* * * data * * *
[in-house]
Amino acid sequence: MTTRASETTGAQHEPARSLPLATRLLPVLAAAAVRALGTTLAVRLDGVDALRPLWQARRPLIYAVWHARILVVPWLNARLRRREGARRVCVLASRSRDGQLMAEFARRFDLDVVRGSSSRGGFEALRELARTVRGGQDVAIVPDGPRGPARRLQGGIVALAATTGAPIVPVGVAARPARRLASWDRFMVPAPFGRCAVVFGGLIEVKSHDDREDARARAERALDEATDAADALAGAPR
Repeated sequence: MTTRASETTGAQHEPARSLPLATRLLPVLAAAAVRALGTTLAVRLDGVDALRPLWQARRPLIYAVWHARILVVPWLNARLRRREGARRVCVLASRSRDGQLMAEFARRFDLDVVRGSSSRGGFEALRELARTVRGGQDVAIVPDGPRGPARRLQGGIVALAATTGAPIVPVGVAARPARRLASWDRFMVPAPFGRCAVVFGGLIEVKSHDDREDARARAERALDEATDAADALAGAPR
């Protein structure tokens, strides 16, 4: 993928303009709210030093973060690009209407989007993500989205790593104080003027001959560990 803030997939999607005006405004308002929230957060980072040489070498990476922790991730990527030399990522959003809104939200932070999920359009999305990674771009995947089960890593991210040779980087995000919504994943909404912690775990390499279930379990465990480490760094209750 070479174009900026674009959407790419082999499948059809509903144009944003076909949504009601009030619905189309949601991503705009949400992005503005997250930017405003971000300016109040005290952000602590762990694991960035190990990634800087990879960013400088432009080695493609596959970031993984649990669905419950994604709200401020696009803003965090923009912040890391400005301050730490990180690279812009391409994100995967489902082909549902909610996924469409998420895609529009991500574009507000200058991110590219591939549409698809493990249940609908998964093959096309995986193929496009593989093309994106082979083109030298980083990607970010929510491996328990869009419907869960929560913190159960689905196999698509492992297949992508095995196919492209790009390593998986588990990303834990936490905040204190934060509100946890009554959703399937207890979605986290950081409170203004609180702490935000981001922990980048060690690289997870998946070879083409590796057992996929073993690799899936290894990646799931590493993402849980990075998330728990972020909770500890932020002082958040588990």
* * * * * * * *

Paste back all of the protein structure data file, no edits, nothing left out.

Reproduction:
[in-house]
Amino acid sequence: MTTRASETTGAQHEPARSLPLATRLLPVLAAAAVRALGTTLAVRLDGVDALRPLWQARRPLIYAVWHARILVVPWLNARLRRREGARRVCVLASRSRDGQLMAEFARRFDLDVVRGSSSRGGFEALRELARTVRGGQDVAIVPDGPRGPARRLQGGIVALAATTGAPIVPVGVAARPARRLASWDRFMVPAPFGRCAVVFGGLIEVKSHDDREDARARAERALDEATDAADALAGAPR
Repeated sequence: MTTRASETTGAQHEPARSLPLATRLLPVLAAAAVRALGTTLAVRLDGVDALRPLWQARRPLIYAVWHARILVVPWLNARLRRREGARRVCVLASRSRDGQLMAEFARRFDLDVVRGSSSRGGFEALRELARTVRGGQDVAIVPDGPRGPARRLQGGIVALAATTGAPIVPVGVAARPARRLASWDRFMVPAPFGRCAVVFGGLIEVKSHDDREDARARAERALDEATDAADALAGAPR
């Protein structure tokens, strides 16, 4: 993928303009709210030093973060690009209407989007993500989205790593104080003027001959560990 803030997939999607005006405004308002929230957060980072040489070498990476922790991730990527030399990522959003809104939200932070999920359009999305990674771009995947089960890593991210040779980087995000919504994943909404912690775990390499279930379990465990480490760094209750 070479174009900026674009959407790419082999499948059809509903144009944003076909949504009601009030619905189309949601991503705009949400992005503005997250930017405003971000300016109040005290952000602590762990694991960035190990990634800087990879960013400088432009080695493609596959970031993984649990669905419950994604709200401020696009803003965090923009912040890391400005301050730490990180690279812009391409994100995967489902082909549902909610996924469409998420895609529009991500574009507000200058991110590219591939549409698809493990249940609908998964093959096309995986193929496009593989093309994106082979083109030298980083990607970010929510491996328990869009419907869960929560913190159960689905196999698509492992297949992508095995196919492209790009390593998986588990990303834990936490905040204190934060509100946890009554959703399937207890979605986290950081409170203004609180702490935000981001922990980048060690690289997870998946070879083409590796057992996929073993690799899936290894990646799931590493993402849980990075998330728990972020909770500890932020002082958040588990």